Ssssssay what!

On our ride home, we passed the Reptile Zoo or Washington Serpen-tarium, as it is officially called, right outside of Monroe. My husband dared me to go in with him to view the reptiles. I met his challenge, and we proceeded to spend the next hour mesmerized by one of the most extensive collections of reptiles in the state.

The brainchild of Scott Peterson, a.k.a. the Reptile Man, the Serpen-tarium is home to venomous snakes (all have been surgically de-venom-ized for safety reasons) such as cobras, copperheads, vipers and rattlesnakes, as well as non-venomized snakes, including pythons, boas and anacondas. You'll also find iguanas and skinks, crocodiles and alligators, large snapping turtles and a variety of invertebrates, such as Madagascar hissing cock-roaches and some very hairy tarantulas.

Peterson, a one-time biology and zoology teacher, opened the Serpen-tarium and went into business for himself as the Reptile Man more than six years ago. He performs with his menagerie of exotic reptiles at fairs, for schools and community groups and at corporate functions. His creatures are all housed at the Serpentarium, which he established as a museum dedicated to educating the public about reptiles.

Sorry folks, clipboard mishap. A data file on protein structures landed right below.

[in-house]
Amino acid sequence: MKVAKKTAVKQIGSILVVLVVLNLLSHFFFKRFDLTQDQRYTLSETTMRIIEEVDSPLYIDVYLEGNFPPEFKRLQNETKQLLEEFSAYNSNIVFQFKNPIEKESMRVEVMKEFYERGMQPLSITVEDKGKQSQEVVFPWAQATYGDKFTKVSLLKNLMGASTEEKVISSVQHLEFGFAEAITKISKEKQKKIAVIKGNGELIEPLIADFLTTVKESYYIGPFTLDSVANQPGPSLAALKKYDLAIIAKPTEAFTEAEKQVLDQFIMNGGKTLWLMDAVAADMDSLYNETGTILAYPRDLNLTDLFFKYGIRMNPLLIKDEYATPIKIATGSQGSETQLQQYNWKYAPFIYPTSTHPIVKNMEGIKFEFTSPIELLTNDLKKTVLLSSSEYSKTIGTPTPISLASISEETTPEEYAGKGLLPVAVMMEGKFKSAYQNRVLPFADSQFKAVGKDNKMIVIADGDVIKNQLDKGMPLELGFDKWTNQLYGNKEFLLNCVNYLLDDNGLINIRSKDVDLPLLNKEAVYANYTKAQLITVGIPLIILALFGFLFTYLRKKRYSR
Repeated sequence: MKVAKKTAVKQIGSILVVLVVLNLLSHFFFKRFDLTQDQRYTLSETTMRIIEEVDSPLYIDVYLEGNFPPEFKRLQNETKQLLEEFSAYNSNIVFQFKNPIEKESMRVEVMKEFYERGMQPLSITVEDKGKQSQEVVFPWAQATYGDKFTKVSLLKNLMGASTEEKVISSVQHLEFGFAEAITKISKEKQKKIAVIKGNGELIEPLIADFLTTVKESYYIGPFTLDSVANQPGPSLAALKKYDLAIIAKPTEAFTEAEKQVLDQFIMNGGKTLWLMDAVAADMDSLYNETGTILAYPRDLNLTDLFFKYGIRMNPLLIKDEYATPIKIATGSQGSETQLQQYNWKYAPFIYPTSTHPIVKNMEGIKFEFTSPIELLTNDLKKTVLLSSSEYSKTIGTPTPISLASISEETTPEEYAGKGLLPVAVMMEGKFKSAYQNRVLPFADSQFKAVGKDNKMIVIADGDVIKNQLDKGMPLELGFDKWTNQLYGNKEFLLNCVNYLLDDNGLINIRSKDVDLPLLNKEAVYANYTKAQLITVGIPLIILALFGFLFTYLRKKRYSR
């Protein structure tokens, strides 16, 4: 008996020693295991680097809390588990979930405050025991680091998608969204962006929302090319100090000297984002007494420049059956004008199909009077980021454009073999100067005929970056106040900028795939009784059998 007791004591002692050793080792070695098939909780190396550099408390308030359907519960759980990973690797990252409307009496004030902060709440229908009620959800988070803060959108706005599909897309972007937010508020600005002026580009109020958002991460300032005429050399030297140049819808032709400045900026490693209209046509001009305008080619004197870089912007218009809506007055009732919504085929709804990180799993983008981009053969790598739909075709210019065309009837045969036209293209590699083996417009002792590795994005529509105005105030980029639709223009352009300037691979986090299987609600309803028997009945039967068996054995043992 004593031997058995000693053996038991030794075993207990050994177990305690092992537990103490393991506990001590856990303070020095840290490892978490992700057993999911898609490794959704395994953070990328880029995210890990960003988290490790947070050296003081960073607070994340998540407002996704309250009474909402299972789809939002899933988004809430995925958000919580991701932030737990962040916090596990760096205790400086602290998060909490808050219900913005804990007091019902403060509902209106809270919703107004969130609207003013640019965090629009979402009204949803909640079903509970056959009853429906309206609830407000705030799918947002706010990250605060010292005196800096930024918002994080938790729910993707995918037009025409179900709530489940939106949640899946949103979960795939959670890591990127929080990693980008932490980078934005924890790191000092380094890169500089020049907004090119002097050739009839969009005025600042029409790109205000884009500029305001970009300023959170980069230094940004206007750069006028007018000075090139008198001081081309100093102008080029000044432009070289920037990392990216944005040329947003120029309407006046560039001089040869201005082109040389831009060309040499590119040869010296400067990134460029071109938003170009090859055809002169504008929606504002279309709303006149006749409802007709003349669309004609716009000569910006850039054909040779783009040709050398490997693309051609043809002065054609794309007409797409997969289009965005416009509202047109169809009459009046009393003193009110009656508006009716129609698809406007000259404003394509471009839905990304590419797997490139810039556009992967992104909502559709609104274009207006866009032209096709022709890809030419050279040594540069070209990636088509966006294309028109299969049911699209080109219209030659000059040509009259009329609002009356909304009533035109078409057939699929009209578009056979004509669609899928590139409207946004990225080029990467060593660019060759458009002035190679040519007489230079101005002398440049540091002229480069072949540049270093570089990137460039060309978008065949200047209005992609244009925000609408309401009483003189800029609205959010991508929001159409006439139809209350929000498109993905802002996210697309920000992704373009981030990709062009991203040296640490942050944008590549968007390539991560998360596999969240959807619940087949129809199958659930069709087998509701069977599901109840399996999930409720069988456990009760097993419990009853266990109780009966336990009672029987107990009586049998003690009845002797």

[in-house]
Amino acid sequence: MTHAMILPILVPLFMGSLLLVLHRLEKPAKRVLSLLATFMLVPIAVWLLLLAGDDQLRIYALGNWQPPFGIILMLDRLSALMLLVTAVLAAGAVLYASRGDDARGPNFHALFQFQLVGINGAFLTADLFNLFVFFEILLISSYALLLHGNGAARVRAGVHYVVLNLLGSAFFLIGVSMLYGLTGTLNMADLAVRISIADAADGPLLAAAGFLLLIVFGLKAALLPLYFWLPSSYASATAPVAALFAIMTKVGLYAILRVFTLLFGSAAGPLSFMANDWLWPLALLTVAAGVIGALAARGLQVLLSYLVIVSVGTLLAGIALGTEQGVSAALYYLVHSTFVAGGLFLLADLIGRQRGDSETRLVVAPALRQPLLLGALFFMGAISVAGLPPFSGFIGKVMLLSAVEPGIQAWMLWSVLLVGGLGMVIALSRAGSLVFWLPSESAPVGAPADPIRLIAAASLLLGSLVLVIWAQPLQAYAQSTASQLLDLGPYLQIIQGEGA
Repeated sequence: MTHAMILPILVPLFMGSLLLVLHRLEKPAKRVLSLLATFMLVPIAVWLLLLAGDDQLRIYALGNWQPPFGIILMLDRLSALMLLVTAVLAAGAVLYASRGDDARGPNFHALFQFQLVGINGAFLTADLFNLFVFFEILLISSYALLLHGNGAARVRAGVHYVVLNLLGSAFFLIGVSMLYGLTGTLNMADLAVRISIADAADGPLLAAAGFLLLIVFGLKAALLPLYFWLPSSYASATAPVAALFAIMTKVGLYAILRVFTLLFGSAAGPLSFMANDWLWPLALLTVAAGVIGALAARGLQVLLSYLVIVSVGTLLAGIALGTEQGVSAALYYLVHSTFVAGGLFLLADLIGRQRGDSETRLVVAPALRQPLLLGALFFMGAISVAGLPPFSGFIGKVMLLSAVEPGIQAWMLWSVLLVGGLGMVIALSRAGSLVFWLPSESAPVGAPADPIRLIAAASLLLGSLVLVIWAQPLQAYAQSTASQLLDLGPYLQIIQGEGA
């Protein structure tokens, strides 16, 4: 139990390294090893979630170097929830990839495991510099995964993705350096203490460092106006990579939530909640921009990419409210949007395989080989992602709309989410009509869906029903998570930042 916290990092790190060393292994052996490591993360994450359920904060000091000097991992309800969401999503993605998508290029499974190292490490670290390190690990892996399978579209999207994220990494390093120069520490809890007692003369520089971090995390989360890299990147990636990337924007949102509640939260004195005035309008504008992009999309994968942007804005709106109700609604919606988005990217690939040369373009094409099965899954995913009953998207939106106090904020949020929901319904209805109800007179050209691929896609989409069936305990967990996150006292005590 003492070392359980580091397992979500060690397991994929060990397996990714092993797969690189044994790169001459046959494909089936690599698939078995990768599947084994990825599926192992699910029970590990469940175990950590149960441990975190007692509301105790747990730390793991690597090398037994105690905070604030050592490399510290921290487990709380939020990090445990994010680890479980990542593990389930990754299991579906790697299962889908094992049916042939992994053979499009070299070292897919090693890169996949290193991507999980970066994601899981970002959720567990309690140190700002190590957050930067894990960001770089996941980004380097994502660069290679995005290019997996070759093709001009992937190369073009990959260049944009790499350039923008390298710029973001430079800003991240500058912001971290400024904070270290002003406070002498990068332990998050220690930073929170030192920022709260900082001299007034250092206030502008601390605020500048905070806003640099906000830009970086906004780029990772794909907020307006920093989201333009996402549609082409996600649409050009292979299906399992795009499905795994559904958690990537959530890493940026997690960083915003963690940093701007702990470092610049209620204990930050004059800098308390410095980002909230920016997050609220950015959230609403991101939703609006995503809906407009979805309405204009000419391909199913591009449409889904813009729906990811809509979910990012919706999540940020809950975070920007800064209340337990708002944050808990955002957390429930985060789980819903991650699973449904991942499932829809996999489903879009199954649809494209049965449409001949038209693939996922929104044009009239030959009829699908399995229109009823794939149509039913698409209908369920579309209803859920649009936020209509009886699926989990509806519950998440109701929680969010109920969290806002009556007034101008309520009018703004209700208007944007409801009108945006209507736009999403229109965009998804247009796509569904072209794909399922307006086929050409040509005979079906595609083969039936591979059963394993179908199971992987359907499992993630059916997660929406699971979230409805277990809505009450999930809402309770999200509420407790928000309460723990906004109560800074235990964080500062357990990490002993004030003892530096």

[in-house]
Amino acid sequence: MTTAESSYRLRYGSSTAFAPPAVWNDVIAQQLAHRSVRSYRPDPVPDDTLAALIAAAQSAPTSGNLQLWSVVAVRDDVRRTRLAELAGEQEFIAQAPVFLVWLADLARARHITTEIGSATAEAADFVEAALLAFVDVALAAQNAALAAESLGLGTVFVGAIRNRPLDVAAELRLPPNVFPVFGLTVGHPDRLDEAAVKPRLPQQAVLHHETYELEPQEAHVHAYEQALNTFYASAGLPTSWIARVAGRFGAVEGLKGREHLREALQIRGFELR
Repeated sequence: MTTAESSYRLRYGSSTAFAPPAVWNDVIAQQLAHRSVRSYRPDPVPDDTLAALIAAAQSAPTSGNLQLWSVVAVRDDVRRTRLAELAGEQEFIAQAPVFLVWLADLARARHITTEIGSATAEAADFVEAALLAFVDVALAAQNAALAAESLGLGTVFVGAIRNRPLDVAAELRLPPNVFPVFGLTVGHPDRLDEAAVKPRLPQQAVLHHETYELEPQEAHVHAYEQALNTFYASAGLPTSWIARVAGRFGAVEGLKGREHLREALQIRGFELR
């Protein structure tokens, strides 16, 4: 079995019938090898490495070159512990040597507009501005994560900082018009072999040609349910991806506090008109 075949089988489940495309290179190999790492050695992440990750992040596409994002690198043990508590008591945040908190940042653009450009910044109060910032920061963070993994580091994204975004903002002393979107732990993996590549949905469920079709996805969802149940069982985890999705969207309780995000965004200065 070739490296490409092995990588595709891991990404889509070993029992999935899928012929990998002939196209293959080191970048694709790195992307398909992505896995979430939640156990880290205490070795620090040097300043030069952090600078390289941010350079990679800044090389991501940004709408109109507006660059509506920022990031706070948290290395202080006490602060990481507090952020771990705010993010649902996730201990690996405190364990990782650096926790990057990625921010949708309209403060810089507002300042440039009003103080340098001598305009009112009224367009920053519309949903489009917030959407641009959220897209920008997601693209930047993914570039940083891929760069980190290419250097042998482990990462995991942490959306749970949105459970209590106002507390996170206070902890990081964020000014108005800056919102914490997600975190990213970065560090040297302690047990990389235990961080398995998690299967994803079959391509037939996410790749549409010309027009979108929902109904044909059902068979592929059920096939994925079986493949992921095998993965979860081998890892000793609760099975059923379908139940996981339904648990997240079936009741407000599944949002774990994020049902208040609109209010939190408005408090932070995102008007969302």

As visitors make their way around the place, they can read about the species, their natural habitats and dominant characteristics. According to the docents and caretakers who work there, each creature possesses a unique personality. Among them, there's Cranky Frankie, a water moccasin who's permanently grouchy and ill-tempered; Houdini, a leopard tortoise known for his escape tactics; regal and noble Shah, a black cobra; Barna-bus, a playful American alligator; and Rocko, a docile, mellow, endangered Cuban rock iguana.

Watching feeding time at the Serpentarium is always a special treat for visitors, as many of the reptiles are voracious eaters who get quite excited when they realize they're about to be fed. When we viewed this event, Ben, the alligator snapping turtle, splashed mightily in his tank and kept banging his head into the walls in his eagerness to snatch his meal of fish, and Barnabus made quite a ruckus heaving himself out of his pond when he spotted his food. Those brave souls who want to hold one of the snakes or perhaps pet a giant tortoise are en-couraged to do so by the docents, who will gladly bring creatures out of their cages to allow people to obtain a more up-close and personal view.

My husband and I were fascinated throughout our visit to the Ser-pentarium. The experience opened our eyes to these creatures, and we left with a newfound respect and admiration for all reptiles. Between our hike and subsequent visit to this novel museum, we summed up our day as a "walk on the wild side."

[[In-content Ad]]